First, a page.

Social Media Detox, Caffeine Detox, and Holding Onto Close Friends and Family

Mentally I’m feeling stable, at least as stable as a schizophrenic can be during a pandemic and economic depression.  I think it helps that I don’t watch the news or spend much time on social media anymore.  I have a few friends I hear from on facebook, but I no longer participate in any groups.  I may read posted articles about science and tech, but I no longer comment on them.  Too many people just looking for arguments.  And I’m burned out on it.  I no longer have the patience to deal with people I never met who wouldn’t dare act that way to someone in person.  Over the last few years, I’ve also purged close to 80 percent of my friends’ list.  So much for social media bringing people together.  At least I still hear from old friends and some family.

Been out and about a few times over the last week.  I still keep to myself mostly.  My neighbors moved out a week ago.  I’m sad they are gone.  They were the best neighbors I ever had in my entire life even going back to childhood.

I have been staying up later and waking up later the last few weeks.  I usually stay awake until midnight, wake up in the middle of the night at least once, and them am awake for good by 9 am.  I have odd dreams, but they aren’t scary.  Mostly they are about having to redo high school or college or about friends from my past.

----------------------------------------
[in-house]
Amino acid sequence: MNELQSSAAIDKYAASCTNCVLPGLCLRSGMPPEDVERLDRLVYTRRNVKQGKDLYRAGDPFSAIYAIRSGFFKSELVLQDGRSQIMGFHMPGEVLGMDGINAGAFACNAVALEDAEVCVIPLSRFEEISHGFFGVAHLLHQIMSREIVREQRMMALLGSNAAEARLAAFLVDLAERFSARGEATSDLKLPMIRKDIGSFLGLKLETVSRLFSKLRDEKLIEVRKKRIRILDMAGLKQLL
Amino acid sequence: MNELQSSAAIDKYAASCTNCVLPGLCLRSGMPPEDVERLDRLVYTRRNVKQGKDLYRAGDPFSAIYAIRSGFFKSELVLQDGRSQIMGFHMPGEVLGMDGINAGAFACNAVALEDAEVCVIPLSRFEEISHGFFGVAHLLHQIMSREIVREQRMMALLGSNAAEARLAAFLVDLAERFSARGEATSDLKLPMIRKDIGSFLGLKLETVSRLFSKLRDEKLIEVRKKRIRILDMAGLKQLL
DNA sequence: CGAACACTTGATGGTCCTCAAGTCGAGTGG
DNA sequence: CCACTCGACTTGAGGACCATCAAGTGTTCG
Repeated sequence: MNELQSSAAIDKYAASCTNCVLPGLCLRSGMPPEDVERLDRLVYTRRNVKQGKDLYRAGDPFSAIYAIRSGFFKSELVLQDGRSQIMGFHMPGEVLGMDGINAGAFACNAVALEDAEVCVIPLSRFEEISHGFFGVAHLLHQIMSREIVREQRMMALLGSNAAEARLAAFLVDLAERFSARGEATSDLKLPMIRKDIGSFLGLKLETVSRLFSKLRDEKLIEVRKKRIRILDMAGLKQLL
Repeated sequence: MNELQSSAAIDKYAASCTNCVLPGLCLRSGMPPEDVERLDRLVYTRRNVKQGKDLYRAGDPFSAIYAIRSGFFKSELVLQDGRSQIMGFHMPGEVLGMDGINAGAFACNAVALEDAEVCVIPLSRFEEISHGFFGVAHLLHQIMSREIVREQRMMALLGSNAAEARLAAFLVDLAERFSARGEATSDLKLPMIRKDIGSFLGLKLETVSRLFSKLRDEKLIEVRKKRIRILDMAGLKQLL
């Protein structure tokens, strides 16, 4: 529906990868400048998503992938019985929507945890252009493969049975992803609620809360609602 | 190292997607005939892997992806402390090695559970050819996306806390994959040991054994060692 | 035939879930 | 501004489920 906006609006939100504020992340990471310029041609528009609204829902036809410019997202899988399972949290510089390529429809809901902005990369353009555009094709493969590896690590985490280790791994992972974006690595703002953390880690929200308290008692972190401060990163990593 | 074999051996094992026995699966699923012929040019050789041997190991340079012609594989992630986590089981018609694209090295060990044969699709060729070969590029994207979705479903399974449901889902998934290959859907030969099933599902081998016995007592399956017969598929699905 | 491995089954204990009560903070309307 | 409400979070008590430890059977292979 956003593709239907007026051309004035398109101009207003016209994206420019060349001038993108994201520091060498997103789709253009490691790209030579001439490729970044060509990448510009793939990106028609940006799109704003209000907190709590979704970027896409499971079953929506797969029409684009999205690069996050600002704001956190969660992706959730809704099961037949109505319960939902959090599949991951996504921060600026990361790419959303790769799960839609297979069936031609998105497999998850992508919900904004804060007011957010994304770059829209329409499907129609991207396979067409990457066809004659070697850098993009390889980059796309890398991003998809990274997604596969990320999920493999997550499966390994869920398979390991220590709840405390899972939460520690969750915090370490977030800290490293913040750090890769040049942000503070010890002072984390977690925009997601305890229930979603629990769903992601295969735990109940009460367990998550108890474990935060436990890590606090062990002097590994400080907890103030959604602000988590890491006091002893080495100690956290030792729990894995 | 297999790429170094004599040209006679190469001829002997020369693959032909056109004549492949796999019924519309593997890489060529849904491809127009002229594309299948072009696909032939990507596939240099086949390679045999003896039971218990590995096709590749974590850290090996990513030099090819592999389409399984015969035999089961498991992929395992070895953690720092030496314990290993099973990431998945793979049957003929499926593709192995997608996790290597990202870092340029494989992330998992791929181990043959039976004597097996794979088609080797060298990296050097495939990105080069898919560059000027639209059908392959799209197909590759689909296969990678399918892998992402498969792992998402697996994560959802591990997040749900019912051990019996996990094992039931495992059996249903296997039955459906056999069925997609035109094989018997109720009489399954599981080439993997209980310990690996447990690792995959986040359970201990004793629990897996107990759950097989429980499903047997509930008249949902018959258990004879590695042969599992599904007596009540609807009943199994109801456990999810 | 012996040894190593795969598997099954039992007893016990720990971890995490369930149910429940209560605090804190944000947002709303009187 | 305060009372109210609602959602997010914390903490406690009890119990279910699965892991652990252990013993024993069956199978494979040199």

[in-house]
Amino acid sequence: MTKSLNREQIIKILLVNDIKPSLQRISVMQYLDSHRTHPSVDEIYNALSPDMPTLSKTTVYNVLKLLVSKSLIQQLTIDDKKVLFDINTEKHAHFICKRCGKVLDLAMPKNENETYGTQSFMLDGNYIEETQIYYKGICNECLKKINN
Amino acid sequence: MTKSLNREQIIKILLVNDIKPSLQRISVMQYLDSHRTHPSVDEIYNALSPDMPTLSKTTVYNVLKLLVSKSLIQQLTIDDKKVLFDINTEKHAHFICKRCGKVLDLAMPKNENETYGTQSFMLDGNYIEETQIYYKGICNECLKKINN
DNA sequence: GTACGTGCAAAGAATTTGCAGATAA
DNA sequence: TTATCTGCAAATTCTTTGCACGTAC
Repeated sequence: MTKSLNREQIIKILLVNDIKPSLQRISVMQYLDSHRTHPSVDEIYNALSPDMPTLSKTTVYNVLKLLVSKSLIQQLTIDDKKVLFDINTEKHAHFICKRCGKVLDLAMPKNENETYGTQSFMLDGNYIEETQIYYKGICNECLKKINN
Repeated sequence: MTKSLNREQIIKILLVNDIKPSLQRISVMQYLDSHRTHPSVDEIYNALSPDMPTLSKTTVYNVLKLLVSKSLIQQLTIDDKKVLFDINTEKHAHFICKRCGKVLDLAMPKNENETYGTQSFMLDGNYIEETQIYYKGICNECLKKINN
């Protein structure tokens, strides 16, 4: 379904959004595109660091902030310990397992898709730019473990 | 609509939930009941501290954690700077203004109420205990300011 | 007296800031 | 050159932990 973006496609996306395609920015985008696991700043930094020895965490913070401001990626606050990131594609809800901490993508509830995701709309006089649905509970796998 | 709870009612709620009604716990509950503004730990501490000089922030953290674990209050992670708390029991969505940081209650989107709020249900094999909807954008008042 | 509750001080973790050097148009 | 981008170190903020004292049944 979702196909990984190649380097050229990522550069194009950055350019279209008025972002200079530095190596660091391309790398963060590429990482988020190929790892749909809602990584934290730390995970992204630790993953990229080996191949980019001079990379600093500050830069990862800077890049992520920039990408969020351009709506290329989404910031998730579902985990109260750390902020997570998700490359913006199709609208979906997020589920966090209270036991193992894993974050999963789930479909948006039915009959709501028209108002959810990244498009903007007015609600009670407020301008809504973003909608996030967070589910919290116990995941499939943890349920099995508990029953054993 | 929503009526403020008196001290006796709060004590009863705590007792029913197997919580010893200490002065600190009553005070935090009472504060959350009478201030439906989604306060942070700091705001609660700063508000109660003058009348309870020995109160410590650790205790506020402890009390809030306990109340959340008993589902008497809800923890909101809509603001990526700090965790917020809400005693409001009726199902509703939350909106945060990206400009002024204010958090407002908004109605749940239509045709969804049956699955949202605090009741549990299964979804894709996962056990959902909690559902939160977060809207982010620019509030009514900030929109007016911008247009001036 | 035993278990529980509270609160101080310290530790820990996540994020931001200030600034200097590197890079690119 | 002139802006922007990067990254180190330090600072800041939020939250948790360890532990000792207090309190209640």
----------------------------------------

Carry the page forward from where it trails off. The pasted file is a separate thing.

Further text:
Been cutting back on caffeine.  I’m giving up coffee.  It’s makes me too irritable.  I mostly drink just water anymore.  I rarely eat carbs.  I don’t even buy bread.  Most of the groceries I buy are frozen meat, canned vegetables, soups, etc.  I haven’t been having problems getting what I need lately.  But I still stock up on non perishables in case there are shortages again.  I fear we still have a long way to go for this pandemic and depression to be over.

Mind Health, Body Health, Placebo Effect, Expectations

I imagine this entry is some continuation of my last post.  I am absolutely convinced there is actually quite a bit of crossover between how one feels mentally and that can influence physical health and well being.  Likewise I am convinced there is a crossover in how one’s physical health and influence mental health and stability.  About the only real ‘scientific’ evidence I can truly point to support my convictions are ‘placebo’ effects.  In some medical studies where the patients, and sometimes even the primary doctors, believed that they were getting real medications but were in fact actually getting pills that actually had no real medication.  Many of the results of these tests found that the patients who received the placebo, or inert, pills often did just as well as the patients who were taking the real medications.

I will state up front, I am not a doctor.  I am by no means suggesting that anyone, mental illness or no, should go off any medications without a doctor’s supervision.  I am not qualified to treat, diagnose, etc. anyone.  I have issues even with my own problems and life.